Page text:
Experts from University of Illinois at Chicago have suggested alternate-day fasting can be the right way lose weight and boost cardio-vascular health.
The conclusion was reached after observing 16 obese people-12 women and four men- who ordained to a 10-week trial of not eating any food every alternate day.
The age group of the studied people was between 35-65, while their weight was more than 210 pounds each.
Also, they had kept their weight stable for the previous three months, and had body mass indexes of between 30 and 39.9.
Attention was given that none was diabetic, had a history of cardiovascular disease, was taking weight-loss or lipid- or glucose-lowering medications, or smoked.
The study was divided into three different phases. The first two weeks, participants ate and exercised normally.
While, between weeks three and six, participants ate normal meals one day then would fast the next.
On fast days, participants ate the equivalent of a three-course lunch prepared by UIC's Human Nutritional Research Center. The meal provided between 20 and 25 percent of daily energy needs.
However, in the final four weeks, participants chose on their own what to eat, based on what they had learned about meal sizes and food choices.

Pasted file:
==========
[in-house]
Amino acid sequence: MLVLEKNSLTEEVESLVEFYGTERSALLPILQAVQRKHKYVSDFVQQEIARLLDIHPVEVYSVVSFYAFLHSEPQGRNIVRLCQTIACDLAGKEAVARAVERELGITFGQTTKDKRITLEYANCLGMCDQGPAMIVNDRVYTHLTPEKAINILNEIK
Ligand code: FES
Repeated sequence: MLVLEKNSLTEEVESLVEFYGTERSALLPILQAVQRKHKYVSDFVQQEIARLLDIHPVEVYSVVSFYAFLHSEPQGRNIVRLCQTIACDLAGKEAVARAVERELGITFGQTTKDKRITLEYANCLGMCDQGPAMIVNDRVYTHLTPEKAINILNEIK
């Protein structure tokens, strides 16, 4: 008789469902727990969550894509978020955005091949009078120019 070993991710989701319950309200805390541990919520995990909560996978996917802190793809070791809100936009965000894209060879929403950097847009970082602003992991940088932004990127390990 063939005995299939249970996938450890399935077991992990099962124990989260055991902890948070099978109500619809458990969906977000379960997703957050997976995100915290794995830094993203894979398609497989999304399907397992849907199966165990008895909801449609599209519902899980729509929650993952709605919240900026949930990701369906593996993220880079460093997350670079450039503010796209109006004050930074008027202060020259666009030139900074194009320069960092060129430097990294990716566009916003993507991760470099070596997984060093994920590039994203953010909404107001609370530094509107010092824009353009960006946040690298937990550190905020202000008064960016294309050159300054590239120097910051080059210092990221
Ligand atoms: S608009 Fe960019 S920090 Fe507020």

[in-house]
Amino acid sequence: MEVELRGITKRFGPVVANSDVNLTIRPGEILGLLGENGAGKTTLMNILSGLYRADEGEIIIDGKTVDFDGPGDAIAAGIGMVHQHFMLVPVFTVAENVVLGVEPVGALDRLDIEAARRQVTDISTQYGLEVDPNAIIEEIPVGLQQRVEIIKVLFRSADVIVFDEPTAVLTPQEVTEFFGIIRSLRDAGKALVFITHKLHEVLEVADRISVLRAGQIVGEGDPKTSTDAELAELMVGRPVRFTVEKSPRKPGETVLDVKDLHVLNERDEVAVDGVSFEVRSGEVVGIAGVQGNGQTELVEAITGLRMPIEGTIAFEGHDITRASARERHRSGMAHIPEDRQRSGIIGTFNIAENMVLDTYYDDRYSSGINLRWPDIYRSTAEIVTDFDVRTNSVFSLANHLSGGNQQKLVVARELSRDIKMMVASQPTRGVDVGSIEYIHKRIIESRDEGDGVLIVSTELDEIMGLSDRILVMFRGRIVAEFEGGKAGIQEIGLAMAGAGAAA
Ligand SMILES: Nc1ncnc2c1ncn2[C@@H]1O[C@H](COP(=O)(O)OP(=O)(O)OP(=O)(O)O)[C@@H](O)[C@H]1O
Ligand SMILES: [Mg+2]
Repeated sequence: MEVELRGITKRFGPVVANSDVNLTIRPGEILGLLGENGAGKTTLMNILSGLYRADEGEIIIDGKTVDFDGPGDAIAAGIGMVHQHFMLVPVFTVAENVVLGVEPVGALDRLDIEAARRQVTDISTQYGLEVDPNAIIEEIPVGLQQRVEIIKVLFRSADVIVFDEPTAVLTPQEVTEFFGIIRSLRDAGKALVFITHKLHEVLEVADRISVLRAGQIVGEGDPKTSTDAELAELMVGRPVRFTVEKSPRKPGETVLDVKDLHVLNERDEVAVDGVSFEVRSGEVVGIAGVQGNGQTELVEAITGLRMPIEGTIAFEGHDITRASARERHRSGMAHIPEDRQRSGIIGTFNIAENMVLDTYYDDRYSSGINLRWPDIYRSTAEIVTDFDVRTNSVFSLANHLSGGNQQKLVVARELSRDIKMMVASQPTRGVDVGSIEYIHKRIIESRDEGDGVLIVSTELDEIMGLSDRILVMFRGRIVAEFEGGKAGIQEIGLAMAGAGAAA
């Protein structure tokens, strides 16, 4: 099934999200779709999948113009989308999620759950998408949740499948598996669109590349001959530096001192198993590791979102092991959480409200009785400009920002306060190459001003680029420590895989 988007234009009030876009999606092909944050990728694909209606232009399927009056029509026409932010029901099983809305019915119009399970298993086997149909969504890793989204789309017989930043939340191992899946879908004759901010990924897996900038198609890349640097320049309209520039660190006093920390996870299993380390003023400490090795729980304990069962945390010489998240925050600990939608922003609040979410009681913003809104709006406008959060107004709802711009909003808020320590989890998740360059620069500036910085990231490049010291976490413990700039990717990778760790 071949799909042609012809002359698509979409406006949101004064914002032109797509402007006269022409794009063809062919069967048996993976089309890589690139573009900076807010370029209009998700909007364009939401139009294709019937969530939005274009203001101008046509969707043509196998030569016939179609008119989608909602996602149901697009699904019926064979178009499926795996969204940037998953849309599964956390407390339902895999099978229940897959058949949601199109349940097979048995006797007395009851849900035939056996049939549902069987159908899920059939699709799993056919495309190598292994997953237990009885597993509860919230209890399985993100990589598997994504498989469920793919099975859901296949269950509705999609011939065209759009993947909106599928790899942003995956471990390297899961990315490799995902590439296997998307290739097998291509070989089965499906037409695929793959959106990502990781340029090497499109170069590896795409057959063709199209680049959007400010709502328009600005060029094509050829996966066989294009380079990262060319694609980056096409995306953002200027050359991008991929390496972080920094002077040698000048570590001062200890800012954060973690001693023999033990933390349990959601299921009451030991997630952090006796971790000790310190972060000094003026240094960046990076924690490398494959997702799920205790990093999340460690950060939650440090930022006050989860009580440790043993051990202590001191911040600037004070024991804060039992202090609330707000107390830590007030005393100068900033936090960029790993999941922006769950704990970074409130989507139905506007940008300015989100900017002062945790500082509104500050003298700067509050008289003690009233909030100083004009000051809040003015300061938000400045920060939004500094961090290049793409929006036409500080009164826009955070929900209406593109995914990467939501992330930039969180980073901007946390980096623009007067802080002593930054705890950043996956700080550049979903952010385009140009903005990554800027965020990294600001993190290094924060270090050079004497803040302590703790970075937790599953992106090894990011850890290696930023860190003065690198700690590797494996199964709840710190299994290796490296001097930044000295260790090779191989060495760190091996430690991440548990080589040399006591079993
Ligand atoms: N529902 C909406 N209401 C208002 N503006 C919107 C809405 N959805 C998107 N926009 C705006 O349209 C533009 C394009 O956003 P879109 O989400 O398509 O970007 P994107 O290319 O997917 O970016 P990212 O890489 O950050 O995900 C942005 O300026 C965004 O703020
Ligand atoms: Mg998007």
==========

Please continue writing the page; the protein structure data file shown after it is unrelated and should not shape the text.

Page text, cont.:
Krista Varady, assistant professor of kinesiology and nutrition, who led the UIC research team, said: "We wanted to see if they could actually do it by themselves, because what's the point of studying this diet if you have to feed people meals prepared at metabolic kitchens all the time?"
Researchers noted that weight loss ranged from 10 to 30 pounds; the researchers expected an average loss of only five pounds.
To add to it, blood pressure and heart rate were lowered, along with total cholesterol and circulating fat levels.
Varady added: "Why are some able to do it but others not? It takes about two weeks to adjust to the diet, after which people don't feel hungry on the fast day.
"We need to find out how long they can stay on this diet-and if they go off it, do they automatically regain the weight?"
The study was published in the November 1 issue of The American Journal of Clinical Nutrition.